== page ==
But Lieberman was less hopeful that lawmakers would approve new gun regulations next year.
"It's going to be a battle. But the president, I think, and vice-president, are really ready to lead the fight," he said.
Obama has said he wants proposals on reducing gun violence that he can take to Congress in January, and after the Connecticut shootings, he called on the NRA to join the effort. The president has asked Congress to reinstate the assault weapons ban that expired in 2004 and pass legislation that would end a provision that allows people to purchase firearms from private parties without a background check. Obama also has indicated that he wants Congress to pursue the possibility of limiting high-capacity magazines.
If Obama's review is "just going to be made up of a bunch of people that, for the last 20 years, have been trying to destroy the Second Amendment, I'm not interested in sitting on that panel," LaPierre said.
The Second Amendment of the U.S. Constitution guarantees the right to bear arms.
The NRA has tasked former Rep. Asa Hutchinson, an Arkansas Republican, to lead a program designed to use volunteers from the group's 4.3 million members to help guard children.
Hutchinson said the NRA's position was a "very reasonable approach" that he compared to the federal air marshal program that places armed guards on flights.
"Are our children less important to protect than our air transportation? I don't think so," said Hutchinson, who served as an undersecretary at the Department of Homeland Security when it was formed.
Hutchinson said schools should not be required to use armed security. LaPierre also argued that local law enforcement should have final say on how the security is put into place, such as where officers would be stationed.
LaPierre cited Israel as a model for the type of school security system the NRA envisions.
"Israel had a whole lot of school shootings until they did one thing: They said 'we're going to stop it,' and they put armed security in every school and they have not had a problem since then," he said.
Democratic lawmakers in Congress have become more adamant about the need for stricter gun laws since the shooting. Sen. Dianne Feinstein of California is promising to push for a renewal of expired legislation that banned certain weapons and limited the number of bullets a gun magazine could hold to 10. NRA officials made clear the legislation is a non-starter for them.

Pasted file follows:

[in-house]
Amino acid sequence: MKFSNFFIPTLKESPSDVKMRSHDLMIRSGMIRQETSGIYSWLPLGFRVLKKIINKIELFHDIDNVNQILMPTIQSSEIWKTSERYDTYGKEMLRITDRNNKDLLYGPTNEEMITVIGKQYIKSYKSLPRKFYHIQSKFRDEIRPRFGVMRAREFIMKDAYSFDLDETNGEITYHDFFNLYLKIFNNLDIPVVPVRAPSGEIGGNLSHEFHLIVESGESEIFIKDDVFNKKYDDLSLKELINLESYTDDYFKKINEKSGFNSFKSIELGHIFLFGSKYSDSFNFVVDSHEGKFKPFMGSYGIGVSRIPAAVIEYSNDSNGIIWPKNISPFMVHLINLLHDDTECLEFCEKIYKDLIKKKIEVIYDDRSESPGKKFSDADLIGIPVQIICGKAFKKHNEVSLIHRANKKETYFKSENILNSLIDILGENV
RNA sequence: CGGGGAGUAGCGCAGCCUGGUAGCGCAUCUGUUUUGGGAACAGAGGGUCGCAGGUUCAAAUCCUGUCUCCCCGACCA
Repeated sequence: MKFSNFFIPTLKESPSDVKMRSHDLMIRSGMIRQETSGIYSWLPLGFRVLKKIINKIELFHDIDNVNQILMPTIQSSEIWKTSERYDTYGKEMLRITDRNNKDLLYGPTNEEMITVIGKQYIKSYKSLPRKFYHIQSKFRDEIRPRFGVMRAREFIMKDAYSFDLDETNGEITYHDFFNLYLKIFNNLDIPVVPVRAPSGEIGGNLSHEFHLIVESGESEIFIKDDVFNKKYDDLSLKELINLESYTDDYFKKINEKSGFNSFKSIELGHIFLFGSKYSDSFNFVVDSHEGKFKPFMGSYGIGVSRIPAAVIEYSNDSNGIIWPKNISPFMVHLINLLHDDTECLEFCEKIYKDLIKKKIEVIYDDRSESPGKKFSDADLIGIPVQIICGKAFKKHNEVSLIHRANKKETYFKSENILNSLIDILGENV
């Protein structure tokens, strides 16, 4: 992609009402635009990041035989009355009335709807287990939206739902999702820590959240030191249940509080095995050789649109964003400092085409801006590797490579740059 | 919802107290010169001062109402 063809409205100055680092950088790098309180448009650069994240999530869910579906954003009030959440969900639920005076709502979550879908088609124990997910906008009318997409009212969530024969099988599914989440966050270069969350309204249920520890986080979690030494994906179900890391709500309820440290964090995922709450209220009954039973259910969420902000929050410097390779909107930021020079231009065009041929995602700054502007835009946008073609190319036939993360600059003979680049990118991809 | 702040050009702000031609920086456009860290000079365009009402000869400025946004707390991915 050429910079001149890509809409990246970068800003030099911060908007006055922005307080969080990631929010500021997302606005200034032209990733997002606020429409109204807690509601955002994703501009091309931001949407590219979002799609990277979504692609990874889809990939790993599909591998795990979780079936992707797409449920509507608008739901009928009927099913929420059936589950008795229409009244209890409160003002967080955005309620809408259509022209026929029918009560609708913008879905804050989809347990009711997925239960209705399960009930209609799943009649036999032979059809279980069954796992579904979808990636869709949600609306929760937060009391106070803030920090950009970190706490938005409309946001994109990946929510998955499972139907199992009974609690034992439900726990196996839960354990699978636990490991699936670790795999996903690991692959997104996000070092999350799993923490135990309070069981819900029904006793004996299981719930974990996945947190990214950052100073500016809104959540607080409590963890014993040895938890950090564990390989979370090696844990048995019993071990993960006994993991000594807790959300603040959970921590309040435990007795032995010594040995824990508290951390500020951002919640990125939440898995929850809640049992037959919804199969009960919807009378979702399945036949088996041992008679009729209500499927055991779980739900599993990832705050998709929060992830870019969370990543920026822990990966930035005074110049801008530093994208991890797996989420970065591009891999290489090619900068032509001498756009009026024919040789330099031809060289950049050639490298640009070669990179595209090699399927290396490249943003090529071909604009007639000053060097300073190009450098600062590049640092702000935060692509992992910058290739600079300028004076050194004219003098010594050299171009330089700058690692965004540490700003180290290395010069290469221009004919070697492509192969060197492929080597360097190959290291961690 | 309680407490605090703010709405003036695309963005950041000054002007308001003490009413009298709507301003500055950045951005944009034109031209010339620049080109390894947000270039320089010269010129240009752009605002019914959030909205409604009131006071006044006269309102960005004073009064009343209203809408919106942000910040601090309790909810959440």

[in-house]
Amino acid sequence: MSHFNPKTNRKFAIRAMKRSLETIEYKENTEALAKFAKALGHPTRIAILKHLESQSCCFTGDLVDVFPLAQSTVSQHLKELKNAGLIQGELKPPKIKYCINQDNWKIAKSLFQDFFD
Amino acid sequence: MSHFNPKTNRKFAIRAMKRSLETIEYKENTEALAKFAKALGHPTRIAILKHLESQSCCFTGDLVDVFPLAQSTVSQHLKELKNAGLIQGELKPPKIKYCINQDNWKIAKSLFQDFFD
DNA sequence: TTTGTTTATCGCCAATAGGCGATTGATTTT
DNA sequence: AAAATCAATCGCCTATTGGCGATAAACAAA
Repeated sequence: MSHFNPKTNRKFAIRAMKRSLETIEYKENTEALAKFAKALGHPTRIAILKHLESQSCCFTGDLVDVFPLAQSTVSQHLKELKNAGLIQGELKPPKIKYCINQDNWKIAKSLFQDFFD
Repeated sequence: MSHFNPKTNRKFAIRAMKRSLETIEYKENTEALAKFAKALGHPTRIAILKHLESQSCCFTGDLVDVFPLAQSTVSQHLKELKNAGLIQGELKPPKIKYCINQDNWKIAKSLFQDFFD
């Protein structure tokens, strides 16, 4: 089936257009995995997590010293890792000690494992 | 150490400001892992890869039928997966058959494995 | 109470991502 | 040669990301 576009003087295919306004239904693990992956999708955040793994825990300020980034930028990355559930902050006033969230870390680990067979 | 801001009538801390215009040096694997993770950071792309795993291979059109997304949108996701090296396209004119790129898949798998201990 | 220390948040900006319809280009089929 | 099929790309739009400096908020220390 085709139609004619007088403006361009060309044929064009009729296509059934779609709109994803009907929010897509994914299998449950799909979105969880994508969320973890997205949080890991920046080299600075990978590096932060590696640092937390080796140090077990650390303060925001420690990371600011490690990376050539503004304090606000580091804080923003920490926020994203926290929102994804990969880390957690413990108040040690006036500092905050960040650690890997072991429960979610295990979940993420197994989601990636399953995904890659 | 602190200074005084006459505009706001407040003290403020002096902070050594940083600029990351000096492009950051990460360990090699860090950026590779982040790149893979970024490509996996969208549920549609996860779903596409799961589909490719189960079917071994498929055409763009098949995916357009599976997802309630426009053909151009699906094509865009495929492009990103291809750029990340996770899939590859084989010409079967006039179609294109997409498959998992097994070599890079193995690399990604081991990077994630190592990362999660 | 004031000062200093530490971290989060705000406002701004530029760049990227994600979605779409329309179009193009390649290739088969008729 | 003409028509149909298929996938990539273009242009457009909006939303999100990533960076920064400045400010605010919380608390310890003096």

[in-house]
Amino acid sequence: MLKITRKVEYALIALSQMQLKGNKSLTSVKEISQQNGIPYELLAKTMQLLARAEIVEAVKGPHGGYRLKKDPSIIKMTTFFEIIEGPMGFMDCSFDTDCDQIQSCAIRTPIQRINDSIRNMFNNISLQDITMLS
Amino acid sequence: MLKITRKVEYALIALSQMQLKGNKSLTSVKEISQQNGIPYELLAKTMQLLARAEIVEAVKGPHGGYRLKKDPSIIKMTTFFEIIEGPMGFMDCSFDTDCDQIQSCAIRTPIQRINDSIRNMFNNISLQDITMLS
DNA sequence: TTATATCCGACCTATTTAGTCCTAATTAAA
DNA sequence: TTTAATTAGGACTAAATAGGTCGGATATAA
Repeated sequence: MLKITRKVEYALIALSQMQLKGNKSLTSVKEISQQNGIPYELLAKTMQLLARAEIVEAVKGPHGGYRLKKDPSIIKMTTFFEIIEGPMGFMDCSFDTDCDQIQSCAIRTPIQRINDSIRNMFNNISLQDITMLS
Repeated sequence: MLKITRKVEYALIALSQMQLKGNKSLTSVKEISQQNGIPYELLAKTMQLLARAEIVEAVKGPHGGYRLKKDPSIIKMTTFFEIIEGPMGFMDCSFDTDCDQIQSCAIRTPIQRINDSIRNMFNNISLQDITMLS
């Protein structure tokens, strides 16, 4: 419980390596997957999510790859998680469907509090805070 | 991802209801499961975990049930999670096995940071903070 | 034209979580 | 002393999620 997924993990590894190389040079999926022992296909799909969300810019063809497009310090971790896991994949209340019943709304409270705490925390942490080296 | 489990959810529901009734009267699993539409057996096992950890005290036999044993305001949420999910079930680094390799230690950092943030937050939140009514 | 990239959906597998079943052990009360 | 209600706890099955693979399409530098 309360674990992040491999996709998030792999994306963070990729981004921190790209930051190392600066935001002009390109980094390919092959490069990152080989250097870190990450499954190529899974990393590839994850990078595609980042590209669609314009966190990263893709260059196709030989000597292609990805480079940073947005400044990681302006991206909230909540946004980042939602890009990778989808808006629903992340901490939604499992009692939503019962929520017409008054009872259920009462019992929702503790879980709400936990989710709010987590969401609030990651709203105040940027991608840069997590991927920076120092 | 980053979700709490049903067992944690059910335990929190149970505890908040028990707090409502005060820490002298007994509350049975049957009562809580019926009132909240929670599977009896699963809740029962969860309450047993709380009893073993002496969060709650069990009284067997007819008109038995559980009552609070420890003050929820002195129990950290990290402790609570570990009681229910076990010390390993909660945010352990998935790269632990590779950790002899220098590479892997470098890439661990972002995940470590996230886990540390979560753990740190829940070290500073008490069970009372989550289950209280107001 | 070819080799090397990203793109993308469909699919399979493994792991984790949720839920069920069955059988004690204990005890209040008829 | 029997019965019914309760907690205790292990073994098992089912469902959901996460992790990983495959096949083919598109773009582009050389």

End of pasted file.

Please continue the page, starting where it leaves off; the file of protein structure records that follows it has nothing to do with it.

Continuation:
"It hasn't worked," LaPierre said. "Dianne Feinstein had her ban and Columbine occurred."
An armed sheriff's deputy was assigned to Columbine High School in Colorado the day of the massacre there in 1999, but was unable to stop the violence. Twelve students and a teacher were killed before the two student gunmen shot themselves.
There also has been little indication from Republican leaders that they'll go along with any efforts to curb what kind of guns can be purchased or how much ammunition gun magazines can hold.
Sen. Lindsey Graham, a South Carolina Republican, noted that he had an AR-15 semi-automatic rifle in his home. He said America would not be made safer by preventing him from buying another one. As to gun magazine limits, he said he can quickly reload by putting in a new magazine.
"The best way to interrupt a shooter is to keep them out of the school, and if they get into the school, have somebody who can interrupt them through armed force," Graham said.
LaPierre also addressed other factors that he said contribute to gun violence in America, but he would not concede that the types of weapons being used are part of the problem.
He was particularly critical of states, which he said are not placing the names of people into a national database designed to keep guns out of the hands of criminals and the dangerously mentally ill.
The American Psychiatric Association responded to LaPierre's comments by saying that he seemed to conflate mental illness with evil at several points.
"People who are clearly not mentally ill commit violent crimes and perform terrible acts every day," said Dr. James Scully, chief executive of the trade group. "Unfortunately, Mr. LaPierre's statements serve only to increase the stigma around mental illness and further the misconception that those with mental disorders are likely to be dangerous."